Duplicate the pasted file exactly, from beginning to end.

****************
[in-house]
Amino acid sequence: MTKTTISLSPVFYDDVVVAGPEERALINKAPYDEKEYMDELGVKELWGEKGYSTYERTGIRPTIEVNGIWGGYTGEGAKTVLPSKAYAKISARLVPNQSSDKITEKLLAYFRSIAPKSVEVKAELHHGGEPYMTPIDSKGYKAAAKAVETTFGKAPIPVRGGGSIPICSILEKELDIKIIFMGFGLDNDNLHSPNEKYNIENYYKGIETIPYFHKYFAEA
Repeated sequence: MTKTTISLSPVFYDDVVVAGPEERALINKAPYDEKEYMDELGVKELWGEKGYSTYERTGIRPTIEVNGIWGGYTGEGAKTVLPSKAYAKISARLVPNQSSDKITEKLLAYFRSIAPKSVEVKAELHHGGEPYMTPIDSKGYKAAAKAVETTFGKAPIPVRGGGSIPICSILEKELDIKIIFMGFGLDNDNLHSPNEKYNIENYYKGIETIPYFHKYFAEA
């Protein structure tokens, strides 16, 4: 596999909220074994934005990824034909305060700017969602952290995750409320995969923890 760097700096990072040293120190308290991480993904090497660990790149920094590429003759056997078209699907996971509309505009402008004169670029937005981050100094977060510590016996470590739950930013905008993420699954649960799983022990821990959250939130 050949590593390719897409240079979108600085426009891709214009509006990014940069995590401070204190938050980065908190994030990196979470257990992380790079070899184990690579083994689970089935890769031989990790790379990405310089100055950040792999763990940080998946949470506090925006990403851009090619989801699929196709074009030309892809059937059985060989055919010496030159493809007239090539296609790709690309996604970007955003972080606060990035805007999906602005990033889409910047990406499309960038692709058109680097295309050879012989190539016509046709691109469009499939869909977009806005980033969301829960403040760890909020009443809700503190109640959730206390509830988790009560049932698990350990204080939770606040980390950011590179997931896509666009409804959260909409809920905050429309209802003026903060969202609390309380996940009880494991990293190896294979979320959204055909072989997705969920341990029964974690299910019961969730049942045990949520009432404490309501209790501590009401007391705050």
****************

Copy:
[in-house]
Amino acid sequence: MTKTTISLSPVFYDDVVVAGPEERALINKAPYDEKEYMDELGVKELWGEKGYSTYERTGIRPTIEVNGIWGGYTGEGAKTVLPSKAYAKISARLVPNQSSDKITEKLLAYFRSIAPKSVEVKAELHHGGEPYMTPIDSKGYKAAAKAVETTFGKAPIPVRGGGSIPICSILEKELDIKIIFMGFGLDNDNLHSPNEKYNIENYYKGIETIPYFHKYFAEA
Repeated sequence: MTKTTISLSPVFYDDVVVAGPEERALINKAPYDEKEYMDELGVKELWGEKGYSTYERTGIRPTIEVNGIWGGYTGEGAKTVLPSKAYAKISARLVPNQSSDKITEKLLAYFRSIAPKSVEVKAELHHGGEPYMTPIDSKGYKAAAKAVETTFGKAPIPVRGGGSIPICSILEKELDIKIIFMGFGLDNDNLHSPNEKYNIENYYKGIETIPYFHKYFAEA
């Protein structure tokens, strides 16, 4: 596999909220074994934005990824034909305060700017969602952290995750409320995969923890 760097700096990072040293120190308290991480993904090497660990790149920094590429003759056997078209699907996971509309505009402008004169670029937005981050100094977060510590016996470590739950930013905008993420699954649960799983022990821990959250939130 050949590593390719897409240079979108600085426009891709214009509006990014940069995590401070204190938050980065908190994030990196979470257990992380790079070899184990690579083994689970089935890769031989990790790379990405310089100055950040792999763990940080998946949470506090925006990403851009090619989801699929196709074009030309892809059937059985060989055919010496030159493809007239090539296609790709690309996604970007955003972080606060990035805007999906602005990033889409910047990406499309960038692709058109680097295309050879012989190539016509046709691109469009499939869909977009806005980033969301829960403040760890909020009443809700503190109640959730206390509830988790009560049932698990350990204080939770606040980390950011590179997931896509666009409804959260909409809920905050429309209802003026903060969202609390309380996940009880494991990293190896294979979320959204055909072989997705969920341990029964974690299910019961969730049942045990949520009432404490309501209790501590009401007391705050």